Tuesday, December 10, 2019

Big news about moving forward

There are times when things happen that we want to talk about, but for any number of reasons, we just can’t. I’ve just been through one of those times, and there’s a story there, but the headline version is this: I’ve officially bought a house in Hamilton.

A while back I talked about finding a section to build a house, but that wasn’t to be. The problem was that the developer’s covenants—which are legally binding rules—were far, far too restrictive. Developers’ covenants for new housing developments normally deal with the look and feel of the development, including minimum size of houses, how long construction may take, those kinds of things. But that developer went far beyond that to dictate behaviour of homeowners (among other restrictions, they dictated how many pets people could have, banned all campers, etc., and any of that could mean that any future neighbour who simply didn’t like me could have made my life difficult by enforcing the covenants, which are legally binding on all owners).

Because of those covenants, that whole thing fell apart a couple weeks ago, and while I’ve become very matter-of-fact about all this sort of stuff, it was nevertheless disappointing. That and other things going on left me felt feeling quite down, so I decided to go to Hamilton to be around family.

I arrived on Saturday (November 30), and my brother-in-law suggested we go look at some areas of Hamilton that I hadn’t considered very much. We set off, with my brother-in-law being tour guide, and we ended up going to a new development. It was nice, with all the houses either new or under construction. After we drove around a bit, we decided to move on.

As we were leaving the development, we noticed a real estate agent putting up a sign for an open home, and, even though we hadn’t planned on going to any open homes that day, we decided we may as well go have a look, anyway, since we were there. As we went back around the roundabout to head back into the development so we could go find the house, I thought to myself, “This is just the way this sort of thing would work out for me: I’m in a relatively random area of the city, by pure chance we see a real state agent putting up a sign, I go, look at it, like it, and buy it. Just like that.” And that’s what happened. Also, the agent that day was just filling in for the listing agent, so that coincidence of conditions was even more extensive.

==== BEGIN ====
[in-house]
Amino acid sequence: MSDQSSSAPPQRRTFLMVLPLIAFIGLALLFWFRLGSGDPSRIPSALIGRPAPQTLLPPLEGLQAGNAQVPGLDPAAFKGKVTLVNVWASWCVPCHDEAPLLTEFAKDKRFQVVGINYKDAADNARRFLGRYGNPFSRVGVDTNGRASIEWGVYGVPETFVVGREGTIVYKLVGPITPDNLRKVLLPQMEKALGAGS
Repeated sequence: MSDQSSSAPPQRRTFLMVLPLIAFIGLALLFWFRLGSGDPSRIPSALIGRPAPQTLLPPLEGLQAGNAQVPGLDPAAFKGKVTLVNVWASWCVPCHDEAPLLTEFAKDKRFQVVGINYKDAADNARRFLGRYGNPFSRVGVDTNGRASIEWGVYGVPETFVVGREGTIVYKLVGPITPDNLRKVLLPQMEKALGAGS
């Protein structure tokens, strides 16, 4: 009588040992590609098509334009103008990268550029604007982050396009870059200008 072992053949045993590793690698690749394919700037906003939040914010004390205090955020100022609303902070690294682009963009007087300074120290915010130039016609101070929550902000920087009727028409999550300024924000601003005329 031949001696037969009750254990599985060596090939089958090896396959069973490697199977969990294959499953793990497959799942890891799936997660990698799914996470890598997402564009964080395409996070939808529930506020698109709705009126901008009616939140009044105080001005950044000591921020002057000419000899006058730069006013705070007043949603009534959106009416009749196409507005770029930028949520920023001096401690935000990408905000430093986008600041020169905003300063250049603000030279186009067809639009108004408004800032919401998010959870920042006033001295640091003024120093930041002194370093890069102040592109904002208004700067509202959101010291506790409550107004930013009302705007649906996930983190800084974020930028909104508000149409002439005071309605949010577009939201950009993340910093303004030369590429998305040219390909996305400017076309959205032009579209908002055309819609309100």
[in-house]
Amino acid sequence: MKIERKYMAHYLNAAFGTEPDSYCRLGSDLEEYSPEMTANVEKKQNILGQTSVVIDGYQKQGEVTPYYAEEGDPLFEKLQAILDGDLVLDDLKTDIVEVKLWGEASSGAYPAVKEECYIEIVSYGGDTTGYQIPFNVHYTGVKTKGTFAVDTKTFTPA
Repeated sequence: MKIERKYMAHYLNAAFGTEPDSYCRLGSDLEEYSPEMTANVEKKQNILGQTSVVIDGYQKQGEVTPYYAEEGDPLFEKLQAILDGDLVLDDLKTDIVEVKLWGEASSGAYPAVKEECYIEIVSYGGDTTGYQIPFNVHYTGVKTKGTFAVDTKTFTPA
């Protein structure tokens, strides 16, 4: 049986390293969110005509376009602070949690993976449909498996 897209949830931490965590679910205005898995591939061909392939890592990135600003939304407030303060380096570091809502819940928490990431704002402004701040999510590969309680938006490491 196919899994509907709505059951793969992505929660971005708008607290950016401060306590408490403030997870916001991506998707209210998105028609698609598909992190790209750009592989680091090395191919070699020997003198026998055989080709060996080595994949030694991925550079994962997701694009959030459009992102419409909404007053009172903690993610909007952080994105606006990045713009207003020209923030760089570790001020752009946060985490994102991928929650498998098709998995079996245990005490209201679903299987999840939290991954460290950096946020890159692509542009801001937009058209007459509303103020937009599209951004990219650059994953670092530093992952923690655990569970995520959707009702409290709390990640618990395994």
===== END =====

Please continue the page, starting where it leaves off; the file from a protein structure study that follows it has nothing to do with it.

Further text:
The process for buying a house in New Zealand is fairly straightforward: A buyer makes an offer, which usually has at least a few conditions, that is, things that the buyer wants to specify to happen, such as, time to organise financing, getting official information from the local council (like the city government), that sort of thing. The vendor (seller) can accept or offer counter proposals, including on price. Once agreement is reached, the clock starts ticking.

Ordinarily, the countdown begins as soon as the vendor signs the agreement, or sometimes the next business day. The buyer’s solicitor (lawyer) usually has up to fifteen working days (excluding weekends) to complete everything. Once the conditions are all met, the offer is said to go unconditional. In my case, that happened today, some five working days after the contract went to my solicitor for review (shortening the time was the only thing the vendor changed in the contract).

At the end of the process is settlement, which is somewhat similar to closing in the USA. A few days before the settlement date, the buyer and seller go to their own solicitor’s office to sign the relevant paperwork, and that’s that until settlement day. On that day the buyer’s solicitor transfers to the vendor’s solicitor the funds to complete the purchase, and title to the property is transferred to the buyer. The buyer then picks up the keys, usually from the realtor, and that’s that.